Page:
The Tennessee Court of Appeals has, over the last week or so, decided a couple of cases involving the public duty doctrine here in Tennessee. Kimble v Dyer County involved a traffic accident where a tree had fallen across the highway blocking the westbound lane and the plaintiff sustained injuries when his vehicle collided with the tree. The weather was bad that evening which contributed to the accident.
In Lawson v Maryville City Schools, the plaintiff tripped and fell near the entrance to the Maryville High School on a defect in the sidewalk.
There was no liability in Kimble based on the application of the public duty doctrine, but the doctrine did not apply in Lawson.. We will discuss each case briefly and also turn to a consideration of an older case here in Tennessee where the public duty doctrine did not prevent the imposition of liability in the application of building code issues.
In Kimble, the highway where the accident took place was a state highway and so the county was not responsible for maintenance. However, since a sheriff’s deputy was alerted to the presence of the obstruction on the highway, and because he went to the place on the highway where the tree had fallen, and later left, the plaintiffs argued that there was a special duty owed to the plaintiff. As the Court of Appeals explained, the public duty doctrine is a common-law defense shielding public employees from suits for injuries caused by the employee’s breach of a duty owed to the public at large rather than to the individual plaintiff. It likewise shields local governments from such liability.
However, Tennessee recognizes (as do all states which apply the doctrine) an exception to this immunity where there’s a special relationship between the plaintiff and the public employee which might create a special duty more specific to the plaintiff than the duty owed by the employee to the public at large. Importantly, this special duty may arise when public officials affirmatively undertake to protect the plaintiff and the plaintiff relies upon that undertaking; or where a statute specifically provides for a cause of action against an official; or where the plaintiff alleges intentional, malicious, or reckless misconduct.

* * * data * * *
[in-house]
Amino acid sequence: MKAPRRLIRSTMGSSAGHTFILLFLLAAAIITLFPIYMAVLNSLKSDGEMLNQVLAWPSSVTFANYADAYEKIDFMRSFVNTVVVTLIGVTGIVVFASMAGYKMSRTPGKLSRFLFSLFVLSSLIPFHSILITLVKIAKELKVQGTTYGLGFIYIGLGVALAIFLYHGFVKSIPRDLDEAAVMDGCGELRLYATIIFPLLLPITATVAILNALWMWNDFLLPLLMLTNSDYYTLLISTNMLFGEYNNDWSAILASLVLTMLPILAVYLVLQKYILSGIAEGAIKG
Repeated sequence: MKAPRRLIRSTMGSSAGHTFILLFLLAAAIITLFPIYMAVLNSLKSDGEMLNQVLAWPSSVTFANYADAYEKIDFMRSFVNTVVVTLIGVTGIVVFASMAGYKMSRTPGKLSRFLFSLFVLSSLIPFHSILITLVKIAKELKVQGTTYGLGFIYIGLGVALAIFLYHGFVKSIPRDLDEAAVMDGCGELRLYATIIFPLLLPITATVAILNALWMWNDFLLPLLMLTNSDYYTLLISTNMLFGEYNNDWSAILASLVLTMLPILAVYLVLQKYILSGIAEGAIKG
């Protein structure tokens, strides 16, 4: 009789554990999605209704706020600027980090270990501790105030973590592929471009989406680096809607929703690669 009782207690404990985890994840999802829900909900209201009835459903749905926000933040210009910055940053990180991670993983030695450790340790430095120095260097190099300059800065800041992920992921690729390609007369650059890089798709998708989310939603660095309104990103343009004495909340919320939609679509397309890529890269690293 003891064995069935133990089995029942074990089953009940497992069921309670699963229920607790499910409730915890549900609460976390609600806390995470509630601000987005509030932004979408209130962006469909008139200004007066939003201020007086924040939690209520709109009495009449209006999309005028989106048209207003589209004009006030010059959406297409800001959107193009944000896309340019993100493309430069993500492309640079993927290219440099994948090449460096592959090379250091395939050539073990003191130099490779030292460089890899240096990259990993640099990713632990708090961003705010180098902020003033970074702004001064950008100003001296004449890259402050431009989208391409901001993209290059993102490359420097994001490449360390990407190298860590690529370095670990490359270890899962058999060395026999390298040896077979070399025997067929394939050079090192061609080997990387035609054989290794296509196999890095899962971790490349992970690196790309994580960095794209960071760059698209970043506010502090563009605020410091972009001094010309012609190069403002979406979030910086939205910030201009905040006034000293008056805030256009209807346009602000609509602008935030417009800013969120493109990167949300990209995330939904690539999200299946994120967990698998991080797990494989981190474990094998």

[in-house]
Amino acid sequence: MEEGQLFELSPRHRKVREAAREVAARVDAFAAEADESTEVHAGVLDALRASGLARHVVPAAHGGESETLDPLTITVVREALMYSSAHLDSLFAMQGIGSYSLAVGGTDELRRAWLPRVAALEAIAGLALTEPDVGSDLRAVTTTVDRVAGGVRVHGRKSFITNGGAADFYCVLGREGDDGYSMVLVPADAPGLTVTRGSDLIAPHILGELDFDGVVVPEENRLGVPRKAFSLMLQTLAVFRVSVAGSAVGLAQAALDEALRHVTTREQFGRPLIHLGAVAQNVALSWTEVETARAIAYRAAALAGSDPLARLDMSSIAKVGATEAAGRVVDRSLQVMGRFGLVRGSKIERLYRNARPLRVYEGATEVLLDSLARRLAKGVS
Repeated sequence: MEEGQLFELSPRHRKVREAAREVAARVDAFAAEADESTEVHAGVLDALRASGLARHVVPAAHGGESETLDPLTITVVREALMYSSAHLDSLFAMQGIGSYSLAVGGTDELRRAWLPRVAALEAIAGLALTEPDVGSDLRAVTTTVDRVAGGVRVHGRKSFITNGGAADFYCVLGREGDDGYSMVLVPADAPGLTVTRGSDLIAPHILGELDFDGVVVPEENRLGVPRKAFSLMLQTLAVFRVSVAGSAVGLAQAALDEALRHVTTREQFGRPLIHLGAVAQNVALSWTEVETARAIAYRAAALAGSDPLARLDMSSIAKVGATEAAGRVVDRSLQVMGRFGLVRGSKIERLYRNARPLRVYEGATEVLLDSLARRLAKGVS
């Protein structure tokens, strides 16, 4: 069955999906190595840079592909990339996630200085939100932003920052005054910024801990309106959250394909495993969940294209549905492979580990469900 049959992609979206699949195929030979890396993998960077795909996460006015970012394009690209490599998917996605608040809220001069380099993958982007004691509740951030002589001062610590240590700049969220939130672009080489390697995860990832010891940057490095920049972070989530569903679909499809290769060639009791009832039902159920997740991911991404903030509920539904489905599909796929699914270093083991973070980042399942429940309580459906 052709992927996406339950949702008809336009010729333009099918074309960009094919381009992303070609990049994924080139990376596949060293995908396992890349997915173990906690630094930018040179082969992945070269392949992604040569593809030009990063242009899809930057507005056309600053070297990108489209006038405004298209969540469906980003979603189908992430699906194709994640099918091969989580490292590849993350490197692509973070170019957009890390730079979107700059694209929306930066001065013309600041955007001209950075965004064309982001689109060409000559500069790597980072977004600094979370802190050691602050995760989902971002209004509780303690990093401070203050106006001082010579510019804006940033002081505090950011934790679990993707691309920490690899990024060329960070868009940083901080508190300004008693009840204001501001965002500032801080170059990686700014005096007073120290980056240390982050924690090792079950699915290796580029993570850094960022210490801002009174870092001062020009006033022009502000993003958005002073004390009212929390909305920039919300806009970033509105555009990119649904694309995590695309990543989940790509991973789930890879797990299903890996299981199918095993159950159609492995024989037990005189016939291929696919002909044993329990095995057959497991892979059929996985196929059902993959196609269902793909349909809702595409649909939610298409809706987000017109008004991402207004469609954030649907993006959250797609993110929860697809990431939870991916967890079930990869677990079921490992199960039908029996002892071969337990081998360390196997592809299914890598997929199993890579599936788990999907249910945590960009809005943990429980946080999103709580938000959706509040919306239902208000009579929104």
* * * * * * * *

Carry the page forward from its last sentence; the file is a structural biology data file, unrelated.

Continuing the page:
Kimble relied on the first and third exceptions arguing that there was a special duty of care and that by abandoning the scene of the accident without providing any warning of the downed tree, the deputy was reckless.
The first exception was disposed of easily. Relying on the Tennessee Supreme Court case Ezell v Cockrell, 902 S.W. 2d 394 (Tenn. 1995), where the doctrine was most recently addressed in comprehensive fashion, but which also involved a traffic accident, the court found no special duty of care existing between the deputy and the plaintiff because it could just have easily been other travelers on the highway. In other words, the duty was to the general public and not to the specific individual.
With regard to the allegation of reckless misconduct, the Court of Appeals found that the allegation that the deputy was reckless in failing to place some sign or signal of a hazardous situation did not rise to level of a gross or reckless deviation from the standard of reasonable care. This conclusion seems more difficult.
However, based on that conclusion, there was no liability on Dyer County.
Whereas the Kimble case I think is a close one, the public duty doctrine certainly should not apply in the Lawson case. As I mentioned above, Lawson tripped and fell outside the public high school. This was a public sidewalk. Therefore the provisions of the Tennessee Governmental Tort Liability Act, Tenn. Code. Ann. § 29-20-203 apply. If the government owns or controls the location which caused the injury and the location is defective or unsafe, and the government has constructive or actual notice of the condition, there is liability under the TGTLA. That is certainly the case in Lawson. Although the public duty doctrine survived passage of the tort liability act, with its enactment, the Tennessee General Assembly expressed its clear intent to limit the scope of the doctrine by removing immunity for certain types of claims including specifically the claim in the Lawson case: a claim based on ownership or control of a particular property and the failure to keep it in good condition. Therefore, in the Lawson case, the trial court’s order dismissing the case based on the public duty doctrine was reversed and the matter remanded for further proceedings.